Of course, public art folks are always talking about the ways that works of outdoor art create “community,” even though the word has become something of a sentimental signifier for the political left in much the same way as “family values” is a sentimental signifier for the American right. That much said, I also have to note that I have overheard many conversations about the piece while riding the bus that suggest that people from many walks of life that would never set foot in a museum have formed enthusiastic opinions about the piece, using words like “trippy,” and “awesome” to describe it. In any event, I saw the work a bit differently, and the reason for that was that, on a much less dark and stormy night, I stood out on the pier by myself for almost a full hour, and in that quiet solitude, I was engrossed by the many permutations of the work’s animated magic. That magic was and is a function of the algorithmic complexity of its programming, cresting moving configurations earmarked by cascading ebbs and flows of choreographed illuminations. Ultimately, the art of Bay Lights is more about the many delightful and endlessly unpredictable variations upon the themes scripted by those algorithms, much more so than the work’s successful address of site-specificity and monumental scale. Here, the key to the experience really lies not so much in ascertaining the themes of organization that govern the lights as it does in being consistently surprised by the sometimes subtle and sometimes abrupt variations on those themes that are manifested in the work.
To wit: writing in the March 10 San Francisco Chronicle, urban design critic John King dismissed the Bay Lights as being “thin” and not worthy of comparison to Christo’s 1976 Running Fence project which was temporarily installed in Sonoma County. At best, this is an apples-and-oranges comparison, and not just because Running Fence was executed almost four decades ago. Essentially, the Christo piece was a work of static land art that modified a rural area that has always been one of world-class beauty with or without the addition of orange curtains made of non-recyclable nylon fabric. On the other hand, Bay Lights is an non-static public art work that addresses itself to the experience of urban living, and not just any kind of urban living, but a uniquely 21st century urban living—that is, the experience of living in a place where the architectural economy is being radically redefined by the information economy whose historical inception was very much tied to that location. Although I would never go so far to suggest that the latter will eventually supersede the former (let’s leave that to science fiction screenwriters), the real fact is that, Bay Lights both monumentalizes and memorializes the historical time and place where the information economy became real enough to start measuring urban experience in terms of megawatt-to-terabyte ratios, significantly modifying the more conventional census metrics of populations and square miles. And those new measurements are already being made in ways that will matter ever more as time marches on.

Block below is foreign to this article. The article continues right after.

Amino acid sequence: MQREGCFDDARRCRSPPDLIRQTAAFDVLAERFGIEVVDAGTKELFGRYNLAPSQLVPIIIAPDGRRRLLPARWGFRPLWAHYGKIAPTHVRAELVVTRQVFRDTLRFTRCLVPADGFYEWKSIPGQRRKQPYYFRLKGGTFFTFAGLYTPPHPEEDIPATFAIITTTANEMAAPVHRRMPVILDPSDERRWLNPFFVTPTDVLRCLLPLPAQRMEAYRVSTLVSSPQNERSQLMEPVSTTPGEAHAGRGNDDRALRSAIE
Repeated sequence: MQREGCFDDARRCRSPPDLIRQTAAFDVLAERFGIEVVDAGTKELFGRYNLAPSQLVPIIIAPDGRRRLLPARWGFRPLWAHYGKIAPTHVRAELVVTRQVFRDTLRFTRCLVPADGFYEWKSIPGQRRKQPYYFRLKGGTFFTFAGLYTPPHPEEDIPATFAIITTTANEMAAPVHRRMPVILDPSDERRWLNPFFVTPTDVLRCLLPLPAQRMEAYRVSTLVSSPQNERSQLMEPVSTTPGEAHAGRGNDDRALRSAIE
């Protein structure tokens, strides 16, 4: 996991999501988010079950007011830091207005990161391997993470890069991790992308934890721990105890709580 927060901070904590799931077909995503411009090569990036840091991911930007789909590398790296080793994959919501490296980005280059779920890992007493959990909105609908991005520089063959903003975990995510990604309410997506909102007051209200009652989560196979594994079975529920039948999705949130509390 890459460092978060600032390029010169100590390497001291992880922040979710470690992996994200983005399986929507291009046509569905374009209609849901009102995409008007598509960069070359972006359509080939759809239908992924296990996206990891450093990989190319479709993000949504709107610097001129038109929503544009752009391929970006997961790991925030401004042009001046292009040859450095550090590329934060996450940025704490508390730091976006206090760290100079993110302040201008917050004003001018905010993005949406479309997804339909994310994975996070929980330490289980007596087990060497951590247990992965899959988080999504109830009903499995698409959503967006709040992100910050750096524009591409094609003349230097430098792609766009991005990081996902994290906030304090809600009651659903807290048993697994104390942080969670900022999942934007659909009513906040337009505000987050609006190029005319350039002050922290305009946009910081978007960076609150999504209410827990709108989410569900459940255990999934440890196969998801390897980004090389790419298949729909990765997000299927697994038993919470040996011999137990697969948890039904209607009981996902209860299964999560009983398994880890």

This fact leads to the recognition of a glass half-full or half-empty problem, in that the urge to valorize the vast transformations of new technology sometimes divert us from considering such things as the way that automated surveillance intrudes into what was once called privacy, or how robotized cyberfacture sustains a persistently high unemployment rate that is being called “the new normal.” Take, for example, the recent news that toll takers at the Golden Gate Bridge have been replaced by a completely automated system. These dystopian appreciations are not registered by the Bay Lights, which instead embraces a spirit of optimism and generosity.
Among many other accomplishments, it takes the very same Bay Bridge that has always been a bridesmaid to its more famous orange-painted partner, and gives it a fresh makeover that is very much of a piece with the way that some early 20th century painters such as Gino Severini, Joseph Stella and Charles Sheeler imagined modern bridges. During those giddy pre-war years, large bridges were considered to be wondrous feats of advanced engineering that were metaphorical symbols of the way that an idealized technology could overcome geographic isolation and cultural stasis: “bringing people together.” The 21st century information economy has grown under the banner of a similar mythology that has promised to lead people to a better tomorrow, and Villareal’s Bay Lights harkens us toward it, by giving us a compelling picture of how the technological sublime is now, for better and for worse, our sublime. Given the recent rise in housing costs in San Francisco, it also, quite literally, lights the way for underfunded anti-technology hipsters to find the low cost alternative of living in Oakland, where they might cease whining and get on with their lives.